Magazine article The Spectator

Over-Egging the Pudding

Magazine article The Spectator

Over-Egging the Pudding

Article excerpt

Television

Hurrah, I have just had a baby girl and even though there's clearly not a shred of Delingpole in her - she looks all pretty and fawnish like her mother - I am rather looking forward to the day when she looks up at me with her as-yet-undecidedcoloured eyes and says in her Celia Johnson accent: `Oh Deddy, Deddy, you are so clever and handsome and wonderful and everything you say is so right and true.' Because that's the big advantage of girl babies over boy babies, isn't it? They never go through that Oedipal stage where they think you're a total prat or want to kill you.

As you can imagine, though, my brain's not really in work mode at the minute. All I really want to do is snuggle in bed with my enhanced family, drink cups of tea and read Harry Potter, but instead, besides journalism, I have to do all that knackering, multi-tasking stuff that girls are much better at than men even though they pretend they're not, like wiping surfaces, washing Babygros and so on. Nor does it help much that I'm trying to give up smoking, which means I don't even have nicotine to kickstart my synapses and make me write clever things. And of course I'm not getting enough sleep either.

If I were Nigella Lawson, however, none of this would be any problem. Because, as Nigella Bites (Channel 4, Wednesday) will insist on reminding us every second shot (Nigella picks up the kids from school, Nigella beavers away at word-processor, Nigella styles photo-shoot, Nigella uses gap between lunch and tea to pioneer new route up Everest, etc.), Nigella is a superwoman who can do absolutely everything without breaking into a sweat and still look immaculately soignee-yet-natural.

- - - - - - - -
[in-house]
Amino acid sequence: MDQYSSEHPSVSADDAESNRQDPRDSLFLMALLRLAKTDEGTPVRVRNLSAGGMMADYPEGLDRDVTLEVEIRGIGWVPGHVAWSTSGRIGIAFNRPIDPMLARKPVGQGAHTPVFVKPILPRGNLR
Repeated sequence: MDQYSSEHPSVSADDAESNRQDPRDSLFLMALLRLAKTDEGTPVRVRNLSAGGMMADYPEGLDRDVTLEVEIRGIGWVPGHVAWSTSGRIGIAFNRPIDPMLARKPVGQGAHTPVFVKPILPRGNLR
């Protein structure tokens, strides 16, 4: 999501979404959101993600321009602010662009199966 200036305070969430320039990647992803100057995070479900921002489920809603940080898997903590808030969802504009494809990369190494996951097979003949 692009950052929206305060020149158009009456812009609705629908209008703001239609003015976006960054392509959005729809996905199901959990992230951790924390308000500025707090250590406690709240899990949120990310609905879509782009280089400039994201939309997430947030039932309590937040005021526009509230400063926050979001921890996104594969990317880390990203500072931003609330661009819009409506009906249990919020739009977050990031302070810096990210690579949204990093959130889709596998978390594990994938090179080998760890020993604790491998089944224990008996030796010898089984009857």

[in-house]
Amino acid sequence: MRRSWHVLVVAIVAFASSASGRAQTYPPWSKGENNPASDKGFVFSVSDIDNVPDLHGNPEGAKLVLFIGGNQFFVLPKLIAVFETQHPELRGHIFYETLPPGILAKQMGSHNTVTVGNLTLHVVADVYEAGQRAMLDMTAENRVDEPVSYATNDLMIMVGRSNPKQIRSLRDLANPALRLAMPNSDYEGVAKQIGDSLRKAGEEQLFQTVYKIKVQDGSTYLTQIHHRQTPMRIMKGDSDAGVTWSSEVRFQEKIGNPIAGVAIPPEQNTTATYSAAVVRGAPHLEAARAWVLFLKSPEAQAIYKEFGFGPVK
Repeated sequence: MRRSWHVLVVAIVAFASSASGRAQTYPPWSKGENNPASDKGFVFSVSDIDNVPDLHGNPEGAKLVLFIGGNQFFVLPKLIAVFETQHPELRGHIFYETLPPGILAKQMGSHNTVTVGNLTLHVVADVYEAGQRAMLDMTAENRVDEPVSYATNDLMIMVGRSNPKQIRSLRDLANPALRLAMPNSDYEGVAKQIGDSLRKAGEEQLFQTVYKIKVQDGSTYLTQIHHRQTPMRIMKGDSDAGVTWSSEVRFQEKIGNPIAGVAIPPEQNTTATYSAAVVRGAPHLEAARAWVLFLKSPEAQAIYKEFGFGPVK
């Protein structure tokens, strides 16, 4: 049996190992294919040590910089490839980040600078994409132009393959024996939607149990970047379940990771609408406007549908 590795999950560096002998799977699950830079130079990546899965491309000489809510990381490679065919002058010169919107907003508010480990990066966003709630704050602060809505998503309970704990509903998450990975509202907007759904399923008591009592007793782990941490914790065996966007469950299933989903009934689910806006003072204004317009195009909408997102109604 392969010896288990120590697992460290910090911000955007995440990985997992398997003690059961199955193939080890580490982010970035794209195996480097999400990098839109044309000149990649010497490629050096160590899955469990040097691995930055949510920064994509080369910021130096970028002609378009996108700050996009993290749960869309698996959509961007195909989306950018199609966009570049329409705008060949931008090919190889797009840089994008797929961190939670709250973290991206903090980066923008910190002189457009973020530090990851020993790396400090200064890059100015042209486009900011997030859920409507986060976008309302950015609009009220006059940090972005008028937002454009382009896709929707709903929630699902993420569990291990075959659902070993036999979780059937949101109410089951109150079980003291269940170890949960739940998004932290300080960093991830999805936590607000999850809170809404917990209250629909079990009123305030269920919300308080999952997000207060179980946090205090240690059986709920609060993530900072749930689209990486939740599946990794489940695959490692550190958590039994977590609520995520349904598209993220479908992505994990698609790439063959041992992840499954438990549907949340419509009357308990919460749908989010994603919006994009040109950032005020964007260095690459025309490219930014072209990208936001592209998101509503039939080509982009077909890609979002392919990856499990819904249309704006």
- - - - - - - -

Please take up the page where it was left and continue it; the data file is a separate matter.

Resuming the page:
This is not a criticism of Nigella, by the way, who I think is a Good Thing. Rather it's a grumble about the way TV has to reduce everything to its lowest common denominator; to remove any hint of subtlety and spell everything out as if we were a Glassful of halfwits. Heaven forfend that we should simply infer from what Nigella says that she is a busy working mother. No, the point has to be made visually, frame by frame, because that's what they tell you at TV school probably. `Show, not tell.' God, I hate TV people. They're so crass and vulgar, yet they think they're really important and talented and that they deserve our respect.

Anyway, How To Eat, the book on which the series is based, is much less heavyhanded. Before I read it I was fairly down on Nigella - too pretty for her own good, only got where she is because of who her father is, looks a bit too haughty/shy for my liking, etc. …

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